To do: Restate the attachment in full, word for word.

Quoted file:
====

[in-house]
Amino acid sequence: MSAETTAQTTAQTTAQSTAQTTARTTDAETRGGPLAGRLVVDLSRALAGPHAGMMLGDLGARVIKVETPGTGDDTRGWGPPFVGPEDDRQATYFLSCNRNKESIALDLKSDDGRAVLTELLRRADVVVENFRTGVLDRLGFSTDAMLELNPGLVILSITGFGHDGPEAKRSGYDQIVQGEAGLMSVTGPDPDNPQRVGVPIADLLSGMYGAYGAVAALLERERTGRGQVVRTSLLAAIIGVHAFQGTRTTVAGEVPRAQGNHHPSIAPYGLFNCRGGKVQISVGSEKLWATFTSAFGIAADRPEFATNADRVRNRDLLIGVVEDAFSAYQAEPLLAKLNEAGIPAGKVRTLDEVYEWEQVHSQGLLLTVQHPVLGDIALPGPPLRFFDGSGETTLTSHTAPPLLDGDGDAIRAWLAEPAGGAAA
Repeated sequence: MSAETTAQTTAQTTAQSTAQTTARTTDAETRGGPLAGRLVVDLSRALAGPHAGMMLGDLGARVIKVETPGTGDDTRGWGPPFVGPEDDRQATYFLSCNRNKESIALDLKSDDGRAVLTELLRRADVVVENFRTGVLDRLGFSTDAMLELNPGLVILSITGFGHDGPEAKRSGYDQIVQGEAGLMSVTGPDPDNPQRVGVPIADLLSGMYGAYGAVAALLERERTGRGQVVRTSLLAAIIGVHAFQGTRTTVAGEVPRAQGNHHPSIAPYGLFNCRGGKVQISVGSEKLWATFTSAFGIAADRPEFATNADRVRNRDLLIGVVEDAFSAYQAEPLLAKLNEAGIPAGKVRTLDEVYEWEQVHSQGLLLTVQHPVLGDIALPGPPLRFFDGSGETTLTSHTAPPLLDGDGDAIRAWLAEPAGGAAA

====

[in-house]
Amino acid sequence: MSAETTAQTTAQTTAQSTAQTTARTTDAETRGGPLAGRLVVDLSRALAGPHAGMMLGDLGARVIKVETPGTGDDTRGWGPPFVGPEDDRQATYFLSCNRNKESIALDLKSDDGRAVLTELLRRADVVVENFRTGVLDRLGFSTDAMLELNPGLVILSITGFGHDGPEAKRSGYDQIVQGEAGLMSVTGPDPDNPQRVGVPIADLLSGMYGAYGAVAALLERERTGRGQVVRTSLLAAIIGVHAFQGTRTTVAGEVPRAQGNHHPSIAPYGLFNCRGGKVQISVGSEKLWATFTSAFGIAADRPEFATNADRVRNRDLLIGVVEDAFSAYQAEPLLAKLNEAGIPAGKVRTLDEVYEWEQVHSQGLLLTVQHPVLGDIALPGPPLRFFDGSGETTLTSHTAPPLLDGDGDAIRAWLAEPAGGAAA
Repeated sequence: MSAETTAQTTAQTTAQSTAQTTARTTDAETRGGPLAGRLVVDLSRALAGPHAGMMLGDLGARVIKVETPGTGDDTRGWGPPFVGPEDDRQATYFLSCNRNKESIALDLKSDDGRAVLTELLRRADVVVENFRTGVLDRLGFSTDAMLELNPGLVILSITGFGHDGPEAKRSGYDQIVQGEAGLMSVTGPDPDNPQRVGVPIADLLSGMYGAYGAVAALLERERTGRGQVVRTSLLAAIIGVHAFQGTRTTVAGEVPRAQGNHHPSIAPYGLFNCRGGKVQISVGSEKLWATFTSAFGIAADRPEFATNADRVRNRDLLIGVVEDAFSAYQAEPLLAKLNEAGIPAGKVRTLDEVYEWEQVHSQGLLLTVQHPVLGDIALPGPPLRFFDGSGETTLTSHTAPPLLDGDGDAIRAWLAEPAGGAAA